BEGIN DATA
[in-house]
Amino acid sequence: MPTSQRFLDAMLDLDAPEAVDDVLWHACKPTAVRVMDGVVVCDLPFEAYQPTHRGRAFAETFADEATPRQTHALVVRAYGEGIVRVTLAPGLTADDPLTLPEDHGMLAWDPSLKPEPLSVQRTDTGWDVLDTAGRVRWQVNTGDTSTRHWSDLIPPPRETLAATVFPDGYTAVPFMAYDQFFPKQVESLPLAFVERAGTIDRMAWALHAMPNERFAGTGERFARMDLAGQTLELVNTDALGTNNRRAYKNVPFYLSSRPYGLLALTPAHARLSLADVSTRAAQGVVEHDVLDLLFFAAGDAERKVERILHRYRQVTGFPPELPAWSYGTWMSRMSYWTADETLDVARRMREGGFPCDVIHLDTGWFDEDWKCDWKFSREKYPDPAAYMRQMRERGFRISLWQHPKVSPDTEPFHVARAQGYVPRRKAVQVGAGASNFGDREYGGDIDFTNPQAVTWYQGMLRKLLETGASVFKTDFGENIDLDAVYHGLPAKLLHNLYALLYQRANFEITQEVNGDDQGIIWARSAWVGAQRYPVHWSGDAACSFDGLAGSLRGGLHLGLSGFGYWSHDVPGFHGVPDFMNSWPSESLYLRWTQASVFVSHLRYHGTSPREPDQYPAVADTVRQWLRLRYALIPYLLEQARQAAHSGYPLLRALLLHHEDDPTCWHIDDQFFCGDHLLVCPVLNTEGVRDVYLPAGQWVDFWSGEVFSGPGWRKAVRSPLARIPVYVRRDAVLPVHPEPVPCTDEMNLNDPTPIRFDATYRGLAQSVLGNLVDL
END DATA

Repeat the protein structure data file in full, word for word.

[in-house]
Amino acid sequence: MPTSQRFLDAMLDLDAPEAVDDVLWHACKPTAVRVMDGVVVCDLPFEAYQPTHRGRAFAETFADEATPRQTHALVVRAYGEGIVRVTLAPGLTADDPLTLPEDHGMLAWDPSLKPEPLSVQRTDTGWDVLDTAGRVRWQVNTGDTSTRHWSDLIPPPRETLAATVFPDGYTAVPFMAYDQFFPKQVESLPLAFVERAGTIDRMAWALHAMPNERFAGTGERFARMDLAGQTLELVNTDALGTNNRRAYKNVPFYLSSRPYGLLALTPAHARLSLADVSTRAAQGVVEHDVLDLLFFAAGDAERKVERILHRYRQVTGFPPELPAWSYGTWMSRMSYWTADETLDVARRMREGGFPCDVIHLDTGWFDEDWKCDWKFSREKYPDPAAYMRQMRERGFRISLWQHPKVSPDTEPFHVARAQGYVPRRKAVQVGAGASNFGDREYGGDIDFTNPQAVTWYQGMLRKLLETGASVFKTDFGENIDLDAVYHGLPAKLLHNLYALLYQRANFEITQEVNGDDQGIIWARSAWVGAQRYPVHWSGDAACSFDGLAGSLRGGLHLGLSGFGYWSHDVPGFHGVPDFMNSWPSESLYLRWTQASVFVSHLRYHGTSPREPDQYPAVADTVRQWLRLRYALIPYLLEQARQAAHSGYPLLRALLLHHEDDPTCWHIDDQFFCGDHLLVCPVLNTEGVRDVYLPAGQWVDFWSGEVFSGPGWRKAVRSPLARIPVYVRRDAVLPVHPEPVPCTDEMNLNDPTPIRFDATYRGLAQSVLGNLVDL